Pharmaceutical company Novartis provided a nasally-delivered vaccine candidate derived from two HIV proteins that researchers administered to the monkeys along with an adjuvant meant to enhance immune responses. This was followed by two booster injections of MF59, another adjuvant, developed by Novartis and used to improve immune response to its influenza vaccine. Although the vaccine on its own failed to provide protection, when used together with the microbicide the combination provided a higher level of protection than the microbicide alone. “Can we get more out of putting vaccines and microbicides together?” Shattock asks, a question at the heart of HIV R4P.
Shattock’s findings will gain a boost if the tenofovir microbicide gel gains regulatory approval following an ongoing Phase III trial in South Africa expected to produce results next year.
Another combination in development is using the VRC01 bNAb in a vaginal microbicide film or ring, an idea that Deb Anderson, a Boston University obstetrics professor and microbiologist, is exploring in collaboration with Kevin Whaley of Mapp Biopharmaceuticals. Safety trials are expected to start this spring of the VRC01 antibody (grown and harvested in tobacco plants) combined with an antibody that prevents herpes simplex virus infection.
Latency and cure
Even though the focus of HIV R4P was on prevention, Dieffenbach provided a reminder that a big-picture goal of the scientific community is not just HIV prevention, but a cure for those already infected with the virus.
Much of the cure-related talk in Cape Town was specifically about the Mississippi Baby case—an infant who contracted HIV at birth and received antiretroviral therapy beginning 30 hours after birth. After a month, the infant had no detectable virus, and after two years, the child remained HIV-free, firing hopes that a cure was achieved. Unfortunately the child’s virus eventually rebounded after discontinuing antiretroviral therapy.
Still, the concept is tantalizing and researchers want to see if antiretroviral treatment given in the first two days to babies testing HIV positive after birth can lead to viral remission, allowing the children to eventually stop treatment for an extended period. Pediatrics professor Yvonne Bryson at the University of California, Los Angeles, will lead such a study, called IMPAACT P1115, which will enroll nearly 500 volunteers.
“With a cure agenda, we hope to expand studies into larger populations,” says Debbie Persaud of Johns Hopkins University, one of the researchers in the Mississippi Baby case.
Hard won lessons
As these studies come closer to providing real-world interventions, there needs to be a clear idea of what to do with them and how to get new products and drugs to those who need it most. At HIV R4P, Helen Rees, virologist and director of the Wits Reproductive Health and HIV Institute, joined South African science minister Naledi Pandor in arguing for social science research to support future HIV prevention.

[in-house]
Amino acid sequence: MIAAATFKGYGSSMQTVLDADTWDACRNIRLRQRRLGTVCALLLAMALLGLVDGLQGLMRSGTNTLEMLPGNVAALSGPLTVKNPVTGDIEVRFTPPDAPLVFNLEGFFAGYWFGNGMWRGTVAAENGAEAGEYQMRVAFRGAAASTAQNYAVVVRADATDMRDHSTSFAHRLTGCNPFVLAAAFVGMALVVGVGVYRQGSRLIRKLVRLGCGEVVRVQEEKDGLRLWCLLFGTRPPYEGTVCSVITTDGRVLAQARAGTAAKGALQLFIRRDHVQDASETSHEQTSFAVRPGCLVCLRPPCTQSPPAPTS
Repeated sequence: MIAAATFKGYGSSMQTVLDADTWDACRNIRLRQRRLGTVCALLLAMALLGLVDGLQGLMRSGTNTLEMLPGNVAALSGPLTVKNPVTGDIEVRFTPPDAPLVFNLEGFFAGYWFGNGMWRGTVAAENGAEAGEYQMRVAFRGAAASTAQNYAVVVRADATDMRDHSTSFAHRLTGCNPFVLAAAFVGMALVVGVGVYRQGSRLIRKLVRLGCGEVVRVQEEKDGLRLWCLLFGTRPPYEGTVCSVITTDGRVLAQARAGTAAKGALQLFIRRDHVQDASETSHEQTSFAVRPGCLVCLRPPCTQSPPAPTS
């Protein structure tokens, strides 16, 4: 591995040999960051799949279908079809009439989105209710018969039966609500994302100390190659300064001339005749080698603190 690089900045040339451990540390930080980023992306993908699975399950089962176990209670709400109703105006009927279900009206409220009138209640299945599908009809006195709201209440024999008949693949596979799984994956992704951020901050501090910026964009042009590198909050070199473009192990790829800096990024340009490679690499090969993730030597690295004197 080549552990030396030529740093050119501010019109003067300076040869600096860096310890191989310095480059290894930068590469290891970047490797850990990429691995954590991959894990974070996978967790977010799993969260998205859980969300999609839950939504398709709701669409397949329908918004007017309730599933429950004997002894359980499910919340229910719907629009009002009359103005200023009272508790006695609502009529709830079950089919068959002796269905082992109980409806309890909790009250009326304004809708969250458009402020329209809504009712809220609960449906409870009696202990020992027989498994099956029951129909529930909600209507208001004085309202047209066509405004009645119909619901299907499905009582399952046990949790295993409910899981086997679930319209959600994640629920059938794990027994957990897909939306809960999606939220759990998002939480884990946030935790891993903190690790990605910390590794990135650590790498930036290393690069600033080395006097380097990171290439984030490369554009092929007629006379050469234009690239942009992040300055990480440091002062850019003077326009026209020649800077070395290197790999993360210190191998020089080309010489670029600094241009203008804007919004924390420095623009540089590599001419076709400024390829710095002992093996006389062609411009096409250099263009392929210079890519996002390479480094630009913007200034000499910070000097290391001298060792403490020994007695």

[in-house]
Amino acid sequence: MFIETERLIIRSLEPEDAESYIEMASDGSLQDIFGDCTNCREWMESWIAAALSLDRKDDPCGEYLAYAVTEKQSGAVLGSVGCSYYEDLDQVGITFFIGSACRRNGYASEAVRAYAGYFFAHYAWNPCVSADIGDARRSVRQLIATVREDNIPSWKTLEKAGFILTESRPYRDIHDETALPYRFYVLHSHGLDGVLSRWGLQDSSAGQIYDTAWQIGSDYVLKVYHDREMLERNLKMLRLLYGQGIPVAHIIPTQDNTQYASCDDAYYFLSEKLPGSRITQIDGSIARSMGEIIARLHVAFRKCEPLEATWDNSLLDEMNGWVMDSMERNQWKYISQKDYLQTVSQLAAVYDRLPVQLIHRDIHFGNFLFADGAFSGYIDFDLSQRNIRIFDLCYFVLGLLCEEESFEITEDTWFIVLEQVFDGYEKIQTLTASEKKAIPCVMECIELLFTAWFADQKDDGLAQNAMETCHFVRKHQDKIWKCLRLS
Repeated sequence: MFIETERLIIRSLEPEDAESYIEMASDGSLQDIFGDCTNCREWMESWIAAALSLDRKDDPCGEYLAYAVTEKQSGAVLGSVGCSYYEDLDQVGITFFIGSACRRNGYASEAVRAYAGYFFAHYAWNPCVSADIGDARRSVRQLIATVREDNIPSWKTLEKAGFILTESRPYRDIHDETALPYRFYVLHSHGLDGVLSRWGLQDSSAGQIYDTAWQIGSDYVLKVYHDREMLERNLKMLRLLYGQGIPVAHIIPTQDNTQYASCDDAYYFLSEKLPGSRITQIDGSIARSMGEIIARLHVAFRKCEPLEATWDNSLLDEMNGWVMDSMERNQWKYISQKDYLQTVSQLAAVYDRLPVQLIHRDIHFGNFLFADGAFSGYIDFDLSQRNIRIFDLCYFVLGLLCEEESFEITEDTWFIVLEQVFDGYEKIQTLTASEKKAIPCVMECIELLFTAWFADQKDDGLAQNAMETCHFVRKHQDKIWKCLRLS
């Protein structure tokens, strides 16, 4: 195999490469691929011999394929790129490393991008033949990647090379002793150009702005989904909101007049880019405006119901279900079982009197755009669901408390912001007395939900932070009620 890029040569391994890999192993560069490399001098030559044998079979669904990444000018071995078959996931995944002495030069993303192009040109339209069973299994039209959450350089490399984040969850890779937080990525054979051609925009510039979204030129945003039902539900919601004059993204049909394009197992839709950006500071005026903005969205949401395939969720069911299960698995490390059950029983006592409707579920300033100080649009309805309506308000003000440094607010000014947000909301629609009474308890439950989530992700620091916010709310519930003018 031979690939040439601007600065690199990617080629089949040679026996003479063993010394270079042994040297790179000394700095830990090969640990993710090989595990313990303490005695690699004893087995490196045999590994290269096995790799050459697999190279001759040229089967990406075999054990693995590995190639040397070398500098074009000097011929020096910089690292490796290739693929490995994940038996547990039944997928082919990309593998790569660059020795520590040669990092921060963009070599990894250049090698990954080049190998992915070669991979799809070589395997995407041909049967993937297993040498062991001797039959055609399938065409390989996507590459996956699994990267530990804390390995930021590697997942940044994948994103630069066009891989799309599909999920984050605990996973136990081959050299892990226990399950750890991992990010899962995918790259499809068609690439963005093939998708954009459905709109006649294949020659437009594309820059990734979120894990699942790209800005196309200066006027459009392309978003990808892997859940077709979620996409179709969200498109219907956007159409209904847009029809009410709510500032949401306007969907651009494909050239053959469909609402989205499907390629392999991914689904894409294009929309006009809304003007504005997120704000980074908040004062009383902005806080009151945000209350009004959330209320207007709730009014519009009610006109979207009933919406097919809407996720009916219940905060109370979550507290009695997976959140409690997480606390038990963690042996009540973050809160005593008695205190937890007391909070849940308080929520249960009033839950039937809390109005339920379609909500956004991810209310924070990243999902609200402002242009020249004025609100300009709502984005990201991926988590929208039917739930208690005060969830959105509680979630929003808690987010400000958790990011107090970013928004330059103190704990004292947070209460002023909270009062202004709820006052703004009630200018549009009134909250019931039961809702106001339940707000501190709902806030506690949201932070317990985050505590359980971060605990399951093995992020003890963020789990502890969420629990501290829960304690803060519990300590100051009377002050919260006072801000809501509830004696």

Thinking ahead to a time when an HIV vaccine may come, Rees pointed to the country’s vaccine rollout against the sexually transmitted human papillomavirus, which causes genital warts and can lead to cervical cancer, as a potential model for delivery. Even with something as intractable as HIV vaccine research, Rees says, advance planning and an understanding of the environments where it might be used are vital to making a vaccine effective. “Can we introduce vaccine service delivery in schools?” Rees says. “How do we reach nine- to 13-year-olds not targeted for immunization?”
Gray says if there is a breakthrough, there needs to be follow-through. That’s why another focus of HIV R4P was the social science needed to turn study results into meaningful interventions for those at risk of HIV infection. Attitudes toward these products can greatly influence their real-world effectiveness, as Makarere University’s Teopista Nakyanzi pointed out in showing why Ugandan women didn’t join an otherwise promising study on topical HIV prophylaxis. Her studies suggest one main reason women didn’t enroll was the fear of knowing their HIV status; another is that many did not have any financial income and feared losing support from their partners if they were involved in the trial. Ariane van der Straten, an expert in female-initiated HIV prevention at RTI International in San Francisco, says more broadly that there’s potential stigma involved because there is a view that women who use HIV prevention products are promiscuous—which then implies that pre-exposure prophylaxis, for instance, is only appropriate for promiscuous women.
Rees cites the World Bank President Jim Kim in trying to bring attention to these concerns. “I am just asking that we bring the same kind of rigorous approach and scientific thinking,” she quotes the former physician and anthropologist, “to actually delivering these tools for health that we bring to creating them.”
Michael Dumiak reports on global science, technology, and public health and is based in Berlin.